Levi, a vet for the rodeo, is there to check out the horses and he enjoys doing the same to the cowboys. When Reese catches his eye, it’s an instant connection, but will it last longer than one night?
The barn smelled of leather, horses, and hay. Those familiar smells made me feel like I was home, and not a thousand miles away on the barrel racing circuit. I loved my job, though sometimes I had to tell myself that a few times a day, and this was just one of the many perks of it. On the one hand, I got to be around horses all day. That was a total win for a farm boy like me. But on the other hand I traveled a third of the year, my dog was being boarded at my sister's house and probably forgetting all about me while she spoiled him, and I had to deal with cowboys all the damn time.
Now, don't get me wrong. Some of them weren't so bad. And I loved what the jeans did to their butts. But I was a vet hired by the National Barrel Horse Association to assess their horses if I happened to see anything wrong with them either before or after they ran. Because of my job, and the responsibility of it, I could shut down one of their horses if I felt like it would be dangerous for the horse to go through the barrels again.
Some of the guys did have back-up horses just in case they needed to do a substitution. Those cowboys had sponsors who paid for everything for them, and they stayed in the nice hotel about a mile from the fairgrounds where the stock show was being held. There was a motel a few miles away where most of the cowboys stayed. The guys lowest on the pole, those barely making it in the circuit, slept in their trailers and depended on their horses to be in the best shape they could be in because this was their life.
I really hoped the guy I had to go talk to didn't fall into category number three. I couldn't handle that, and I really didn't enjoy disappointing people, even when it was for the good of their horse.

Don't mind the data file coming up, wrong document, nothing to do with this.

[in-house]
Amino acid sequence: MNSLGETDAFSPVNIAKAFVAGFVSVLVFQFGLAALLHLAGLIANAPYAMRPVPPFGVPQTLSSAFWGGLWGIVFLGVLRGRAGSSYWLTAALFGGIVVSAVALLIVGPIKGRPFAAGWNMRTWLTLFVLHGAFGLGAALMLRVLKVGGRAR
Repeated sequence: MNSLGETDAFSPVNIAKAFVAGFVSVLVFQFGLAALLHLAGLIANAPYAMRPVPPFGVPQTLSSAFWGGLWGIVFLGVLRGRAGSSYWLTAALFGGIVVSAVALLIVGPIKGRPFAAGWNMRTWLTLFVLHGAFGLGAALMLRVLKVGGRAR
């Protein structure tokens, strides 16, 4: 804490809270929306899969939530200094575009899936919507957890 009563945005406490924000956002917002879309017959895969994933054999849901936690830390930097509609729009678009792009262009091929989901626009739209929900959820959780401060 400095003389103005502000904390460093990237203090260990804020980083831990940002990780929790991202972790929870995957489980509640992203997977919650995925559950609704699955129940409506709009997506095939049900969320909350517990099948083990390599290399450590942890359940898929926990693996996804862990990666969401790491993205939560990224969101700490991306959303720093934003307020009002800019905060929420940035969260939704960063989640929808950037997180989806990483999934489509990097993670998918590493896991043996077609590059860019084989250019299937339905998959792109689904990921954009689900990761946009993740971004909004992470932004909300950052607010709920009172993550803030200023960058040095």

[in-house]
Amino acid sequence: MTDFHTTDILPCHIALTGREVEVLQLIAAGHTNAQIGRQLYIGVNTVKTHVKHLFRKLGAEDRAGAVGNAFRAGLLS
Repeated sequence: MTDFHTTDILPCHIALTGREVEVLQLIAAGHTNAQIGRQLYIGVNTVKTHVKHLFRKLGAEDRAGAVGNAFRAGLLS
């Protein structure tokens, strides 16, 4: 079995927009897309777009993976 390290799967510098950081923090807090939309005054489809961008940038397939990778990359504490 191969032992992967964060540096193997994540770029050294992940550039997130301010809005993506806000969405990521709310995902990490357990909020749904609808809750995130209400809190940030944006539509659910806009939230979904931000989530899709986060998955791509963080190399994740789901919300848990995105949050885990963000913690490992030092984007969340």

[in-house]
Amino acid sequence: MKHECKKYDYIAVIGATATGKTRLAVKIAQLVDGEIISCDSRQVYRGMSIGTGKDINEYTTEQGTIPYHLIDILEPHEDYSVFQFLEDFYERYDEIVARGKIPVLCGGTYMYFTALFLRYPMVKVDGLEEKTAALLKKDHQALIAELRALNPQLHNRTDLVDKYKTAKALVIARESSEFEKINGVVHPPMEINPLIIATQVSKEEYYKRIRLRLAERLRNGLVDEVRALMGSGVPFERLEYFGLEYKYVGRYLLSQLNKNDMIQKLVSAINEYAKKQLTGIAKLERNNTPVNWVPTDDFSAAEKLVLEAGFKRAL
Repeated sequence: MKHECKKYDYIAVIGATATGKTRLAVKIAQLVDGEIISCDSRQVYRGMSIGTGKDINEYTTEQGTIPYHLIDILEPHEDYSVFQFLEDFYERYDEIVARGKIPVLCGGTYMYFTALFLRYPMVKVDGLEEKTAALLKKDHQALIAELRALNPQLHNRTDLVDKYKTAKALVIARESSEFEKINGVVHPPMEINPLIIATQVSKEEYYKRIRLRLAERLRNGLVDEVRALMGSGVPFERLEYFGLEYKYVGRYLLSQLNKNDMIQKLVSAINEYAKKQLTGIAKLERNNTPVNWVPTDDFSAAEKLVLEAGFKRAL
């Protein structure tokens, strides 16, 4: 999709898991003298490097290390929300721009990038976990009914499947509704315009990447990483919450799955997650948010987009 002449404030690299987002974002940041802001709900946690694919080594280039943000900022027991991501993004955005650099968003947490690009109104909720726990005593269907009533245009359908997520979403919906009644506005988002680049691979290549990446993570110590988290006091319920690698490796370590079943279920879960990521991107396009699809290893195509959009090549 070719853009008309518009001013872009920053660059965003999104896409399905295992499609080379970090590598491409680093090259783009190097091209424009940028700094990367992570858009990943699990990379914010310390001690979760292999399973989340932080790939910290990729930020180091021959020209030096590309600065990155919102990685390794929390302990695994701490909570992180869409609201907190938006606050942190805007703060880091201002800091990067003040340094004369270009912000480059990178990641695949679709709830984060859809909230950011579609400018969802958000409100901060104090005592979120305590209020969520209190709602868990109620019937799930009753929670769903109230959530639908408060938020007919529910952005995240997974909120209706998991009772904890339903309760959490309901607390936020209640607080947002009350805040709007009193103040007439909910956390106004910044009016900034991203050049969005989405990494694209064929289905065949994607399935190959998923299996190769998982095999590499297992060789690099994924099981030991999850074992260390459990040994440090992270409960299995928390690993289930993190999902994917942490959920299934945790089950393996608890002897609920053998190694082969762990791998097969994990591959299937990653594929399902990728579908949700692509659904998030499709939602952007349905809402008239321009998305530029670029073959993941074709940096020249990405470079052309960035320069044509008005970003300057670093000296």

Stall 211 was at the end of the aisle, in a relatively quiet section of the barn. No one was allowed to enter the stalls, but I had on my badge, and that gave me access to go anywhere I wanted to as long as my business was with the horses and not me just getting nosy. I wouldn't have anyway. They were cowboys and I was definitely not one. I'd grown up around horses. I loved them. But I loved quiet trail rides and lazy afternoons spent in the barn. I couldn't imagine the fast-paced life these men led, and I would have never put any horse of mine under the kind of strain they did.
The horse I was here to see was named Mercutio's Golden Light—at least according to the AQHA registration, which I had on the clipboard in front of me. He was a six-year-old bay gelding, owned and bred by the Dalton family out of Austin, Texas.
"You're a long way from home, love," I said to the gelding. We were in Idaho. I wondered how many months he'd been out on the circuit without a break. I crouched down near him but made sure to keep my distance as well, just in case he chose to act up at all. I didn't know this horse. Quarter horses were generally calm and easy to be around, but he was also a performance horse, and they sometimes ran a little hotter than the breed standard. Plus, I couldn't get a good look at his legs if I was right up against him.
"What are you doing in my horse's stall? You can't be in there!"
I turned my head to look up at the man in the dirty frayed cowboy hat standing over me. He was coming into the stall with us, and I stood up to give him some more room before he knocked me over with the stall door.
"I'm Levi. I'm one of the vets for the circuit," I said, offering him my hand and pushing my chest a bit more toward him so that he could see my badge. It had my name and my picture on it. There was no mistaking me for anyone other than exactly who I was, and I had every right to be with his horse at that moment.
The guy calmed down instantly. "Reese Dalton," he said, offering me his hand, which I took once I'd moved my clipboard to my left hand. "Sorry I got upset at you being here."
I shrugged and went back to being crouched down and eye level with the horse's legs. "It's fine. Happens a lot, actually." Most times it didn't just stop at yelling, either. I wasn't a big guy, and some of the cowboys outweighed me by around fifty pounds or more, so grabbing me by my arm and pulling me out the stall had happened before when I hadn't been able to explain who I was fast enough. People were protective of their horses, especially when those horses were capable of bringing them thousands of dollars in a single weekend.
"Has he had any lameness issues? Any stumbling? Slow to get moving? Acting like he's in pain at all?" For this, I gave my attention to Reese. It was easier for me to tell when people were lying to me if I was actually looking at them.
Reese looked me square in the eyes and shook his head. I knew he was telling me the truth. “He’s been fine. Really good this whole trip.”
While that was nice to hear, I still needed to see him moving around a bit. “I’d like you to take him out and put him on a lunge line for me in the round pen. I need him at a walk, and a trot, from both directions, before I can sign off on him being sound still.”